The measurement sketch/schematic drawing provides information regarding the full length of the garment. If it’s a jumper or a jacket the length is measured from the highest point on the shoulder (usually closest to the neckline), and straight down to the bottom of the garment. It is NOT measured from the tip of shoulder. Similarly, the length of yoke is measured from the highest point on the shoulder and down to where yoke is split into body and sleeves.

See DROPS lesson: How to read a schematic drawing

Diagrams are often repeated on the round or in height. 1 repeat is the diagram the way it appears in the pattern. If it says to work 5 repeats of A.1 in the round, then you work A.1 a total of 5 times after/next to each other in the round. If it says to work 2 repeats of A.1 vertically/in height you work the entire diagram once, then begin again at the start and work the entire diagram one more time.

Chain stitches are slightly narrower than other stitches and to avoid working the cast-on edge too tight, we simply chain more stitches to begin with. The stitch count will be adjusted on the following row to fit the pattern and measurement sketch.

The rib edge is more elastic and will contract slightly compared to, for example, stocking stitch. By increasing before the rib edge, you avoid a visible difference in width between the rib edge and the rest of the body.

It’s very easy to cast off too tightly, and by making yarn overs while casting off (and simultaneously casting these off) you avoid a too tight cast off edge.

See DROPS video: How to bind off with yarn overs (yo)

To achieve an even increase (or decrease) you can increase on, for example: every 3rd and 4th row alternately, like so: work 2 rows and increase on the 3rd row, work 3 rows and increase on the 4th. Repeat this until the increase is complete.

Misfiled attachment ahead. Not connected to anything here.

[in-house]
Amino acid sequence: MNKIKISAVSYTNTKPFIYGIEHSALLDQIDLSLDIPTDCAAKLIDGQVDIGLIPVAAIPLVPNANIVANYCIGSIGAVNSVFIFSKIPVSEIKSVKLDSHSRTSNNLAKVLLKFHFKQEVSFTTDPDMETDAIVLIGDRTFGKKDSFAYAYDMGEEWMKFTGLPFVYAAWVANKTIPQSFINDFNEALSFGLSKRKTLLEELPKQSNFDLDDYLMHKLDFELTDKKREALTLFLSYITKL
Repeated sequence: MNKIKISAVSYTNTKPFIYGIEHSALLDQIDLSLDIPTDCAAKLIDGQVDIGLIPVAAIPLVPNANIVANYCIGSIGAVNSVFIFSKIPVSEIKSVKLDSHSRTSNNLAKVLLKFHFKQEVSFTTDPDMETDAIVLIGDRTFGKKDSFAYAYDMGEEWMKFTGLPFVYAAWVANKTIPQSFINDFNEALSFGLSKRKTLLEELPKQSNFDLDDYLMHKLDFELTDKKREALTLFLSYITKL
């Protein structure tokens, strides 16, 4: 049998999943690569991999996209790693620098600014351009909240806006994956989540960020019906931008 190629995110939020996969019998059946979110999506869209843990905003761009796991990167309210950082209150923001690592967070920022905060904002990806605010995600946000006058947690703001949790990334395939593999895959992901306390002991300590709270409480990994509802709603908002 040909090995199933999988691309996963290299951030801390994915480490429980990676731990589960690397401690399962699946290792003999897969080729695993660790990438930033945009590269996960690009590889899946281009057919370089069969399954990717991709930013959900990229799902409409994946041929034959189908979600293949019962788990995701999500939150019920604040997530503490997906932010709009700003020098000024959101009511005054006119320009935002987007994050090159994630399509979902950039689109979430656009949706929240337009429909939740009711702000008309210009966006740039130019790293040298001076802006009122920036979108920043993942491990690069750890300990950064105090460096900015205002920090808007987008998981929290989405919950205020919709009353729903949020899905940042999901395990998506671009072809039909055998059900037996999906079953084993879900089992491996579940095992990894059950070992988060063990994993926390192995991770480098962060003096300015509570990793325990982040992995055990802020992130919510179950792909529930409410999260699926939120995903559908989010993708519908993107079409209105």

See DROPS lesson: Increase or decrease 1 st on every 3rd and 4th row alternately

Should you prefer to work in the round instead of back and forth, you may of course adjust the pattern. You’ll need to add steeks mid-front (usually 5 stitches), and follow the instructions. When you would normally turn and work from the wrong side, simply work across the steek and continue in the round. At the end you’ll cut the piece open, pick up stitches to work bands, and cover the cut edges.

See DROPS video: How to knit steeks and cut open

Should you prefer to work back and forth instead of in the round, you may of course adjust the pattern so you work the pieces separately and then assemble them at the end. Divide the stitches for the body in 2, add 1 edge stitch in each side (for sewing) and work the front and back pieces separately.

See DROPS lesson: Can I adapt a pattern for circular needles into straight needles?

Pattern repeats can vary slightly in the different sizes, in order to get the correct proportions. If you’re not working the exact same size as the garment in the photo, yours might deviate slightly. This has been carefully developed and adjusted so that the complete impression of the garment is the same in all sizes.

Make sure to follow instructions and diagrams for your size!